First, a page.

VCU Health Seeks to Address Racial Disparities in Sickle Cell Anemia Treatment
As of Friday, Juneteenth is a national holiday celebrating the emancipation of African Americans. It also coincides with World Sickle Cell Awareness Day. The disease, which is more common in people of African descent, affects between 2,500 and 4,500 African Americans in Virginia.
But only recently have patients been able to access the care and support they need to manage pain and live healthy, productive lives. It’s one of many racial inequalities in healthcare. Virginia Commonwealth University’s Adult Sickle Cell Program is trying to make up for that imbalance.
“We have the equivalent of an orphanage,” said program director Dr. Wally Smith. “The biggest problem is finding new orphans that don’t want to be found”
When they are young, Smith said patients with sickle cell anemia are treated alongside pediatric cancer patients. But they tend to get lost in the transition to adulthood.
“We try to capture those patients, hold their hands, help them to walk across the bridge over the alligators in the water beneath and get safely on the other side in the adult system of care,” Smith said.
Smith said patients often lose their insurance and stop taking their medications. Maintaining a job and affording housing are also difficult.
The program, which serves about 600 patients from all over the state, includes two physicians, nurse practitioners, a social worker and other staff all focused on this one disease. Not-for-profit Virginia Supportive Housing has also partnered with VCU to offer patients housing.
Smith said it may be the only program of its kind in the country.
For a long time, patients were tossed aside when they arrived at an emergency room asking for opioids because they were experiencing extreme pain.
“Emergency room doctors and everybody would say how do we know you’re hurting,” Smith said. “And there is no blood test to show that someone is hurting.”
With sickle cell, round, red blood cells are stretched to a narrow, crescent shape and block the passage of normal blood cells so they can’t carry oxygen to tissues and organs which causes extreme pain.
Smith said for a long time, there were few treatments for sickle cell patients.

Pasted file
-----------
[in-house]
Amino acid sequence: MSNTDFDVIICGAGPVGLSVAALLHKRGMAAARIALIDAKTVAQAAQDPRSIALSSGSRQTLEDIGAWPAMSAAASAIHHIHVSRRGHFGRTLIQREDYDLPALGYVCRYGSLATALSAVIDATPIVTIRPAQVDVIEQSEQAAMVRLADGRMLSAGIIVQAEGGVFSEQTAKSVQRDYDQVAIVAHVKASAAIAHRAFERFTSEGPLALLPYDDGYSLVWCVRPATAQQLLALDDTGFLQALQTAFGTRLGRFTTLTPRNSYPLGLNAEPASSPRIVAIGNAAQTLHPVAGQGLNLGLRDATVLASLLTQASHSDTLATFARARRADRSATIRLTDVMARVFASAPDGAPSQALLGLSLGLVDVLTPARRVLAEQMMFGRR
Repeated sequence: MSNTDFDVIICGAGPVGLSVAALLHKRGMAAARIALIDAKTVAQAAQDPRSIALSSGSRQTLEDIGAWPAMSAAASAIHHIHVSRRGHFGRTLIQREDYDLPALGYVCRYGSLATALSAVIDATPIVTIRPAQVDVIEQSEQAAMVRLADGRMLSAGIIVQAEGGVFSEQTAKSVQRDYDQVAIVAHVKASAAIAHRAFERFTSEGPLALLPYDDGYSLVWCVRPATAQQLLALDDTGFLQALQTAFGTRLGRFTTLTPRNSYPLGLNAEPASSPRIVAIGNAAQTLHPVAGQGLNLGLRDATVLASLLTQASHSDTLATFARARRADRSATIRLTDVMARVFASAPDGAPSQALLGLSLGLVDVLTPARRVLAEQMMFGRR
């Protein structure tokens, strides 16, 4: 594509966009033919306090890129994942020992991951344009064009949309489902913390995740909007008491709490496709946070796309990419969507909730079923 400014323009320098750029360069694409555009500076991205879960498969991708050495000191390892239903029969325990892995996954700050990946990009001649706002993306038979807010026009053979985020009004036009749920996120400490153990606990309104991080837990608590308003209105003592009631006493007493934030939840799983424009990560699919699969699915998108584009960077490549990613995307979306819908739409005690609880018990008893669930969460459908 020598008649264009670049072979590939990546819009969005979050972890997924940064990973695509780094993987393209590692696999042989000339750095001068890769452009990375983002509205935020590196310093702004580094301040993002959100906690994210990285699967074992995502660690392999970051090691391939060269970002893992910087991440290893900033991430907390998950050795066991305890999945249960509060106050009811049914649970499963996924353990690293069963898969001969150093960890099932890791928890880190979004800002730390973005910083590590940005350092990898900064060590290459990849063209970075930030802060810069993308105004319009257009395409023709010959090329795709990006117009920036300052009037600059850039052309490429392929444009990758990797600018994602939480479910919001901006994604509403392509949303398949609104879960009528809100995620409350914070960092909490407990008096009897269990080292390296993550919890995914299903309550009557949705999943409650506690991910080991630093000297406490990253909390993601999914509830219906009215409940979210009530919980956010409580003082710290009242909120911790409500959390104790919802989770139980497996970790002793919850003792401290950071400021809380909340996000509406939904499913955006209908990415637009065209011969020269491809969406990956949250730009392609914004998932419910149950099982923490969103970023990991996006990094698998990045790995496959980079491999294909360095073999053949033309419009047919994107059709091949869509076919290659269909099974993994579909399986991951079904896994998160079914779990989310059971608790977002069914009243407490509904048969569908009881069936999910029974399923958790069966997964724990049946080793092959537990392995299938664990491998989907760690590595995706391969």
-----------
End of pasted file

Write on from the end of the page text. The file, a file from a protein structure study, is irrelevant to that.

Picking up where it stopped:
The first medication to treat sickle cell anemia, a chemotherapy drug, wasn’t approved until 1994. It was 2017 before more treatments became available. Scientists are now experimenting with Gene therapy.
“So, it’s an exciting time, treatment-wise,” Smith said. “But for a long time, we were dwelling in anonymity and the specialty was not seen as attractive.”
It’s a lot of work for Kenny Lane, one of the program’s patients, to keep the blood flowing in his veins.
Lane gave his cells some direction during a recent interview: “Okay cells, I know that you’re stacking up, but y’all need to go ahead and get in a straight line. Line up and go on through!”
Lane spoke to us at Monroe Park, where he often walks from his apartment. With the help of VCU’s sickle cell program, he was able to get housing– the first time he’s ever lived alone.
Lane, 34, has always struggled to be independent. He lived with his mother until he was 25. When he finally moved out, he lived with two separate girlfriends who stole his money and medication. Living alone, with the help of the support system at VCU, has reduced his stress and kept him out of the ER.
It’s also let him focus on his music, which has been a big motivator for him.
“Sometimes if I’m in the house, I just get on my guitar, put on YouTube, play Christian music and just sit there and practice on my guitar,” Lane said. “Or either like I said, I’ll come out here, enjoy the weather outside or walk back and forth down Broad Street.”
It’s taken a long time to get this far, Dr. Smith said, because of a lack of funding and research.
“These are patients with no social power,” Smith said. “Health disparities already exist for African Americans in the United States. They were in a group where the type of research that needed to be done needed to be funded largely by the government because industry did not see it as lucrative.”
Today, rare disease research has become more attractive to the pharmaceutical industry. Curing sickle cell disease is also now viewed as a racial justice issue.
“Wealth begets health in the United States and race is a social construct, not a biological construct,” Smith said. “So, race determines health in the United States because it is socially determined.”
Smith says life is getting better for his patients, especially for Lane, who he says is getting more ambitious with time.